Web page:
Diabetes mellitus is a common disorder, estimated to occur in 5 percent of the population of the United States. Diabetes is a major cause of premature death from vascular disease and the leading cause of blindness in working-age adults, of nontraumatic lower extremity amputations, and of renal failure requiring dialysis and transplantation. About 10-15 percent of the total health care budget in the US is spent on diabetes. Thus, diabetes represents a serious burden to the individual and to society. Studies on the pathogenesis of diabetes (both type I and II) indicate that impaired Beta-cell function accounts for the majority of the defects. Although the pathogenesis of the two diseases is different, the underlying metabolic cause of both forms of diabetes is a failure of the pancreatic Beta cells to provide insulin in an amount sufficient to meet the body's needs, leading to hyperglycemia. Improperly controlled hyperglycemia is directly responsible for the development of the specific and non-specific complications of the diabetic state. Beta-cell dysfunction is present in all diabetic patients. Islet allografts may also exhibit Beta-cell dysfunction. In glucose-regulated Beta-cell function, glucose uptake and metabolism are obligatory steps in sending the message which results in an increase in intracellular Ca2+, leading to insulin biosynthesis and secretion. These processes are directly regulated to two proteins: glucose transporters and glucokinase. It was proposed that GLUT2 and glucokinase may function in tandem as primary elements of the glucose sensing apparatus. By overexpression of these genes in pancreatic islets and Beta-cell lines, a significant increase of insulin release has been demonstrated in glucose-induced response. However, this phenomenon has not been studied using human pancreatic islets. In this proposal, we will transfer these candidate gene(s) into human pancreatic islet tissue by vascular delivery of adenoviral vectors and examine whether specific gene transfer will improve islet Beta-cell function in vitro and in vivo. Specifically, we will further define appropriate conditions to achieve highly efficient (greater than 90 percent) gene transfer to human pancreatic islet tissue by delivering viruses through vascular (arterial infusion) perfusion of the whole pancreas prior to islet isolation. We will then assess the metabolic effects of viral infection and gene transfer (1st, 2nd, 3rd generation adenoviral vectors encoding LacZ reporter gene or other specific therapeutic gene(s) on the functional integrity of islet tissue. Finally we will examine the effectiveness of adenoviral mediated gene transfer to pancreatic islets on the correction of Beta-cell dysfunction for the treatment of Type I and II diabetes by transferring the genes for GLUT2 and glucokinase to human islet tissue.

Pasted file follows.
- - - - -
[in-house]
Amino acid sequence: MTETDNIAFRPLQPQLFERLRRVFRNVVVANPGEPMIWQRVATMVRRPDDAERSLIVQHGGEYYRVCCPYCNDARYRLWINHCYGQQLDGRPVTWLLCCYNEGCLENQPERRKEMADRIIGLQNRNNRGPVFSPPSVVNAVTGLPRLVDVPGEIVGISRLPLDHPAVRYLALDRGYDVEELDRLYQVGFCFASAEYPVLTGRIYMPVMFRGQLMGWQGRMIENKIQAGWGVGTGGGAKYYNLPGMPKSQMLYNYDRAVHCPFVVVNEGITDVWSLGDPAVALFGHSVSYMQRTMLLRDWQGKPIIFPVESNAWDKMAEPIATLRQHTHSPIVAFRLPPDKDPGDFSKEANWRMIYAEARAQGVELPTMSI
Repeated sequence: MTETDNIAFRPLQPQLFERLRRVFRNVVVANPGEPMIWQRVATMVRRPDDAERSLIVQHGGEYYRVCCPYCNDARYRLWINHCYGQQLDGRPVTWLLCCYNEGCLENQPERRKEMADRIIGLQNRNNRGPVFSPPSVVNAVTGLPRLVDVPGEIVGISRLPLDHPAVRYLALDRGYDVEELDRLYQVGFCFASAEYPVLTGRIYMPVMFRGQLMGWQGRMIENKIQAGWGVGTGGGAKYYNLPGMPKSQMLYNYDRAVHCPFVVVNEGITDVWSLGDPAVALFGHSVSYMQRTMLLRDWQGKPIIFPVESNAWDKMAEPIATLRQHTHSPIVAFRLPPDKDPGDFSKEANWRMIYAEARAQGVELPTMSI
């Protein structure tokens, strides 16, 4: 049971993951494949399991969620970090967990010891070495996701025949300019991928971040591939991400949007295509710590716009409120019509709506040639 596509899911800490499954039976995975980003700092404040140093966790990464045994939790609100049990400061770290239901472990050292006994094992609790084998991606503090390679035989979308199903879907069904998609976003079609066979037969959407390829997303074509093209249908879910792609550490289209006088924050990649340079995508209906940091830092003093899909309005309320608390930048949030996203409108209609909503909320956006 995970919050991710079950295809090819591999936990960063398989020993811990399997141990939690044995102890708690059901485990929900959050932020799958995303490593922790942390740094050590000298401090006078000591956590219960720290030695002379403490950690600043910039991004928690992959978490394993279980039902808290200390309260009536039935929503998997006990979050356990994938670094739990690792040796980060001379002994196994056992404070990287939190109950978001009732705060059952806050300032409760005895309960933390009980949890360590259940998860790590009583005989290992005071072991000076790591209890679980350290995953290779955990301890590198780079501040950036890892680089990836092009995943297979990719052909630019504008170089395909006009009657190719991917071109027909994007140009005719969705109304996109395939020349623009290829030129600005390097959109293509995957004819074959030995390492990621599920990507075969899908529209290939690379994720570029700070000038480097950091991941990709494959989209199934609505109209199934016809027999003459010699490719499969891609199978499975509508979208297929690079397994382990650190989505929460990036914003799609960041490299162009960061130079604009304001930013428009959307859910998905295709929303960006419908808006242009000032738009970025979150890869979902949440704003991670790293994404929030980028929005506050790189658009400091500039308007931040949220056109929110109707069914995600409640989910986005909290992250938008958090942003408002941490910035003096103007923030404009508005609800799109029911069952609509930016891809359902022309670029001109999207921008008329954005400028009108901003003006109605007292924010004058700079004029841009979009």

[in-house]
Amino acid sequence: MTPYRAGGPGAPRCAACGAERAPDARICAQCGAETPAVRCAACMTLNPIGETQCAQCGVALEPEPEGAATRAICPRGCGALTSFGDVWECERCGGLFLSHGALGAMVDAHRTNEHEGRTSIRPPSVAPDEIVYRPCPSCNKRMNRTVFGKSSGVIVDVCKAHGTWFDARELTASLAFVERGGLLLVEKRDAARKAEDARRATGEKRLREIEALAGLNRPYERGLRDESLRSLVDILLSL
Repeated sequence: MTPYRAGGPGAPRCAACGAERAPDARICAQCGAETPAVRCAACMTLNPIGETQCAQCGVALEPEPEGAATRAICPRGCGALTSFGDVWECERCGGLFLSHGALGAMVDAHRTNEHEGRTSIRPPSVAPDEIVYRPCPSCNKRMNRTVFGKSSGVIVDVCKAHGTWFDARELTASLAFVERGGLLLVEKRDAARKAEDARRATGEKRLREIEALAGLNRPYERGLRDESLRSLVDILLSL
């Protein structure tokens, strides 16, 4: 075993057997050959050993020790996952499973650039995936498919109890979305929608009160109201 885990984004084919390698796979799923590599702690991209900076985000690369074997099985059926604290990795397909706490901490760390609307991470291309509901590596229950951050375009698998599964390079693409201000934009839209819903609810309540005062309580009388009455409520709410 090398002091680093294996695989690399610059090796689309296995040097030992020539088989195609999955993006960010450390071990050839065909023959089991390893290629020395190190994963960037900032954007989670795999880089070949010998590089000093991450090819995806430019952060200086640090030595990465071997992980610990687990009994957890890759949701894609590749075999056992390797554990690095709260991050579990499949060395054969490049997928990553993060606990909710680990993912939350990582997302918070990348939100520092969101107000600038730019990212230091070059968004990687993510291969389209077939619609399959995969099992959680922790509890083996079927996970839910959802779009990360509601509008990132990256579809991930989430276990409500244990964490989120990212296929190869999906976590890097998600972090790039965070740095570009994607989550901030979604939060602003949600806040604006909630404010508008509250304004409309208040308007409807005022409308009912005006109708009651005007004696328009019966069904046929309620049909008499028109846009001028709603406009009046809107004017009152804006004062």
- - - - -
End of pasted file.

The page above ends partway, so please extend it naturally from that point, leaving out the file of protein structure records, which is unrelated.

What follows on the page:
National Institute of Health (NIH)
National Institute of Diabetes and Digestive and Kidney Diseases (NIDDK)
Exploratory/Developmental Grants (R21)
Project #
Application #
Study Section
Special Emphasis Panel (ZDK1-GRB-B (O1))
Program Officer
Harmon, Joan T
Project Start
Project End
Budget Start
Budget End
Support Year
Fiscal Year
Total Cost
Indirect Cost
University of Pennsylvania
Schools of Medicine
United States
Zip Code